I wonder if this issue could be related to that too. Perhaps the encoder isn't really optimized for 25 FPS, and gets confused and has to compensate by adding/removing a frame every now and then to keep a constant fame rate, and does this badly. Just a thought. This could be thoroughly tested. First by uploading the SAME video export again and seeing if the same glitch occurs at the same places, as a reference to rule out that it isn't completely random. Then uploading a 30 FPS export and see if the glitch occurs there. And all the while of course confirming that the glitch isn't in the uploaded file.
« Last Edit: March 29, 2015, 09:35:42 am by nitro2k01 »
Whoa! How the hell did Dave know that Bob is my uncle? Amazing!
 

Offline nitro2k01

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Re: EEVblog #728 - T4 LED Lighting
« Reply #10 on: March 29, 2015, 09:49:54 am »

That's a gorgeous brown wire color on the output. I really like the reddish tone in that brown color. And that really really dark blue color is something else...  :-DD
Maybe this is not a pure oversight by the manufacturer, and it refers to where you are supposed to connect the negative and positive wires. But, are there any common standards for LED wiring that dictate blue and brown for negative and positive?  :-//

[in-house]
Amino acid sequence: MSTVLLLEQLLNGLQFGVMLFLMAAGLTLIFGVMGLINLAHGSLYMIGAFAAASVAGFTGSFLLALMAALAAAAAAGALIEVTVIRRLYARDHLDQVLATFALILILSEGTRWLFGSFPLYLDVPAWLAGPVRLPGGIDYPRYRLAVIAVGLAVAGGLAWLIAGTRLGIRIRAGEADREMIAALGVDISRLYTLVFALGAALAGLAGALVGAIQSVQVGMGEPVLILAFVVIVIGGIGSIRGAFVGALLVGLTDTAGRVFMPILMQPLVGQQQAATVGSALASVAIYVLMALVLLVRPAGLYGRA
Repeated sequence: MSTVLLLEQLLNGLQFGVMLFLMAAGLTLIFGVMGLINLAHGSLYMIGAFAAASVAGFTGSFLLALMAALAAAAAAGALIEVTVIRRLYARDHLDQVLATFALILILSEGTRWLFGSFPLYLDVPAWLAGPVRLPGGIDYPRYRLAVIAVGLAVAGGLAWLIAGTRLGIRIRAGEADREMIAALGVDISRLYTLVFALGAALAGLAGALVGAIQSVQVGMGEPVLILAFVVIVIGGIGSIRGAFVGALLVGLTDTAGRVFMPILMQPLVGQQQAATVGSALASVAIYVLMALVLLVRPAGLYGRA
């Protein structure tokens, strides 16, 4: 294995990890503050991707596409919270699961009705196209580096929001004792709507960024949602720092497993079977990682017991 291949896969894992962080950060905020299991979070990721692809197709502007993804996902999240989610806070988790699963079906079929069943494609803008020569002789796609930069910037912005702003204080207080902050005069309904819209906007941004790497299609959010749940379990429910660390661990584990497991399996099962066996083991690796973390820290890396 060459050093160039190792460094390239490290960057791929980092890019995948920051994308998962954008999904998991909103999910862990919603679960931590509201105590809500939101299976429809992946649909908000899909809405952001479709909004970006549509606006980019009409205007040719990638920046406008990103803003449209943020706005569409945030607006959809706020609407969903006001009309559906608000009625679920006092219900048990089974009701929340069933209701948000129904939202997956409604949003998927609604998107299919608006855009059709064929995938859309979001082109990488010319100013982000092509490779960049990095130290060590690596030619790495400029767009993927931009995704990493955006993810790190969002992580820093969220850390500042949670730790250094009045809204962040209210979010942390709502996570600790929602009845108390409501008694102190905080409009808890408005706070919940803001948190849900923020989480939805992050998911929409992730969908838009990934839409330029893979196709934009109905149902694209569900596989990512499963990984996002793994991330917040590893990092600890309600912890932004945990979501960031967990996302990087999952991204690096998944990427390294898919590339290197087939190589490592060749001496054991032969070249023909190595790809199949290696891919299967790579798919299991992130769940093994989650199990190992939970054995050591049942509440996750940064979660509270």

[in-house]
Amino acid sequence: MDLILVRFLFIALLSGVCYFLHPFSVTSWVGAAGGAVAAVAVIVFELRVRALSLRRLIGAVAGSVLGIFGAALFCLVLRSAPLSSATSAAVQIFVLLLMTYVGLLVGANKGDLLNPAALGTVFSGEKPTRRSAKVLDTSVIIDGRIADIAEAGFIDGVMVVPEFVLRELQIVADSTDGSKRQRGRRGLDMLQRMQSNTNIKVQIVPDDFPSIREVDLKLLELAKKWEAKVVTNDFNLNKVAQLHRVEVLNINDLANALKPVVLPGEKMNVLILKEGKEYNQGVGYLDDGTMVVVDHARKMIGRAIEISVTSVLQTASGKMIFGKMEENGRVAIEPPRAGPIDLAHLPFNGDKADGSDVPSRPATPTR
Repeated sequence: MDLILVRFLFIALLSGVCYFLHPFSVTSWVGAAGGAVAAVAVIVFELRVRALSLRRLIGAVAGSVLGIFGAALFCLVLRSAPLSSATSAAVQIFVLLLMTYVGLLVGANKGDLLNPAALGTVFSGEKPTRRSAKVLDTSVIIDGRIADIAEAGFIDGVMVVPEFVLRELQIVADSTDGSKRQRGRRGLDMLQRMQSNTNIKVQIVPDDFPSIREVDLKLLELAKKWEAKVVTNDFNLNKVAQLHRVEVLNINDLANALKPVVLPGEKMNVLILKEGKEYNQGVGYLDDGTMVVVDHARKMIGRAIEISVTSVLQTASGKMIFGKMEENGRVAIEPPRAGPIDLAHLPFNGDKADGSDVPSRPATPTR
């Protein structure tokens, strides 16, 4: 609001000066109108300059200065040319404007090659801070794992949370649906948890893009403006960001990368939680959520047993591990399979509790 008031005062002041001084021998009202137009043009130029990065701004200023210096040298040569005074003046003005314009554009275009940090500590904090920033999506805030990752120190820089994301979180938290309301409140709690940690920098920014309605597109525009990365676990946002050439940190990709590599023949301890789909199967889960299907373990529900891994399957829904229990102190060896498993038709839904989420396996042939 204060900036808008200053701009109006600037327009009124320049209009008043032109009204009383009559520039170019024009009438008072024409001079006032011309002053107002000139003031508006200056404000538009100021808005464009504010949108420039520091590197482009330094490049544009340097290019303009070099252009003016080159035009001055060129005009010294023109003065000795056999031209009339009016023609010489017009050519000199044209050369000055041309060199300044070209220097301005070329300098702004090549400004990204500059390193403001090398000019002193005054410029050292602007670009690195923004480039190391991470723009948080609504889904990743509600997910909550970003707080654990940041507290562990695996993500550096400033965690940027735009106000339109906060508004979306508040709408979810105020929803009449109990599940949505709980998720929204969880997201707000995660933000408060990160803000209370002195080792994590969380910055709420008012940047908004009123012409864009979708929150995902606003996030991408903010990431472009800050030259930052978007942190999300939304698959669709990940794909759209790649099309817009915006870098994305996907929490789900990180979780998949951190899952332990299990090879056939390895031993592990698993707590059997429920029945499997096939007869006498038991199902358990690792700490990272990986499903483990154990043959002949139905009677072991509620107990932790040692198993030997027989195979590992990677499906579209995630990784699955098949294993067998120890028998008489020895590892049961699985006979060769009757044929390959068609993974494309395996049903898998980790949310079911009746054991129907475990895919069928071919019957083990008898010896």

I would have liked some more playing around with these. You should have bought one or a couple more and maybe...
* Compared the light output, voltage output, and power draw over the full specified voltage range.
* Tested the primary/secondary isolation with your isolation tester.
* And of course, a teardown to see exactly how crap it is inside! Could you feel from the outside that it was potted for example? IP67 pass, or IP67 my ass?
Whoa! How the hell did Dave know that Bob is my uncle? Amazing!
 

Offline SeanB

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Re: EEVblog #728 - T4 LED Lighting
« Reply #11 on: March 29, 2015, 09:54:05 am »
IP67 when enclosed in an appropriate IP67 rated fitting............ Otherwise IP00.
 

Offline Sionyn

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Re: EEVblog #728 - T4 LED Lighting
« Reply #12 on: March 29, 2015, 10:00:42 am »
did it pass 'the she who has to obeyed' test ?
eecs guy
 

Offline EEVblog

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Re: EEVblog #728 - T4 LED Lighting